NORWOOD, Ohio — Advocates say some people in nursing homes could face threats to voting due to staffing shortages.
Dimity Orlet, executive director of Pro Seniors, said many facilities are struggling just to meet their regular daily needs. Advocates from Pro Seniors said staffing at most nursing homes is near the legal minimum.
“So we're concerned as, where does that leave residents who do have a right to vote,” Orlet said.
Hamilton County Board of Elections sent election packets to 108 facilities over the summer, but 30 of them did not respond until last week. Staff at three of those homes said they helped every resident who wanted to vote do so with absentee ballots.
Gwen McFarlin, chair of the Hamilton County Board of Elections, said she’s seen something similar happen with people who are hospitalized with COVID-19.
"She's (a patient) been there for three weeks. She called to let us know where she was and we have worked out an arrangement with that hospital that she is in to make sure that she gets her ballot,” McFarlin said.
Options for senior citizens who are isolated usually include bi-partisan teams who bring seniors ballots for in-person voting in nursing homes, but few places allow it during the pandemic. In those cases, Ohio allows election managers to train nursing home staff to do the work for patients in private.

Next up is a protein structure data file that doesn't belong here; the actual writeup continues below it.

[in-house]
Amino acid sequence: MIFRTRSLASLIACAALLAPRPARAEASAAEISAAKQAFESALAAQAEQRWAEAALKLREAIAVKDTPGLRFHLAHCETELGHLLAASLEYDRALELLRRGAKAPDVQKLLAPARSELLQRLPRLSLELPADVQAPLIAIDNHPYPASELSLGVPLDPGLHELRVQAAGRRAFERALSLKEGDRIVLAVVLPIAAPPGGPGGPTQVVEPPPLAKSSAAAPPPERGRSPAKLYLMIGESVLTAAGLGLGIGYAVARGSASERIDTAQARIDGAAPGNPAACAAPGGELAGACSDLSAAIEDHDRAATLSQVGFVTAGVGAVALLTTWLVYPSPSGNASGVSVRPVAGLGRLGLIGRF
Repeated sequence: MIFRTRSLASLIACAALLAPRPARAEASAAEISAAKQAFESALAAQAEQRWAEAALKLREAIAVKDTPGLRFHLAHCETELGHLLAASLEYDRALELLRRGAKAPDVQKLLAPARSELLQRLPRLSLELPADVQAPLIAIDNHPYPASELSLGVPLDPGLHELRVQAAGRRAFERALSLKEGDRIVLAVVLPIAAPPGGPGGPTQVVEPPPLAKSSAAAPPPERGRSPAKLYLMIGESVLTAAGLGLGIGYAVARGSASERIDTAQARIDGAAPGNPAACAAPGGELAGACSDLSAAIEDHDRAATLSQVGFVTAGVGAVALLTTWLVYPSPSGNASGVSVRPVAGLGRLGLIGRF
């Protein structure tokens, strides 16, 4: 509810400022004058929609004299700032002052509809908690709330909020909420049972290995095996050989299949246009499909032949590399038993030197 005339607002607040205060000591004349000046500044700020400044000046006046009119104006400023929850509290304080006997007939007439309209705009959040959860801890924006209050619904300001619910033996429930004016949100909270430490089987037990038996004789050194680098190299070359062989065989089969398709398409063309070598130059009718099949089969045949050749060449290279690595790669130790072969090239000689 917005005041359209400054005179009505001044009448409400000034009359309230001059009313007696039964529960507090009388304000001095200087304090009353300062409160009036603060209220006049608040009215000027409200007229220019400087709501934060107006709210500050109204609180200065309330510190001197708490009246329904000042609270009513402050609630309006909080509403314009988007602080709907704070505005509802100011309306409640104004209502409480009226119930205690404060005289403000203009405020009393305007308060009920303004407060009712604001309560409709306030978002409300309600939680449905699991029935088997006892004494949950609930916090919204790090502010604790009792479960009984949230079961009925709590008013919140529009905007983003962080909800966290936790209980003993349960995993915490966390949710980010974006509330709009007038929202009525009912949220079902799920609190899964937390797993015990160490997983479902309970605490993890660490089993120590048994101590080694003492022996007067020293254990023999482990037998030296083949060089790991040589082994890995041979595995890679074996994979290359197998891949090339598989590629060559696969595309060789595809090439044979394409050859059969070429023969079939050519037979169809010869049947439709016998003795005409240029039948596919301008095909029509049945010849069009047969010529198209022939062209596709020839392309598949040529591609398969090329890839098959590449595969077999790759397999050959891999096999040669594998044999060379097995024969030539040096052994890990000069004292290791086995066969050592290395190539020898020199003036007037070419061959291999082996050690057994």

"Basically two people working at the nursing home who are in opposite political parties, we are training them to be special precinct election officials so that they can assist the voters in nursing homes,” said Sherry Poland, director of Hamilton County Board of Elections.
Still, some advocates worry people will be overlooked, and they’re encouraging loved ones to step up.
"I think this is a good opportunity for family members to check in … I think all of us know how important it is for all of us to have a voice in the election, and seniors have every bit that right,” Orlet said.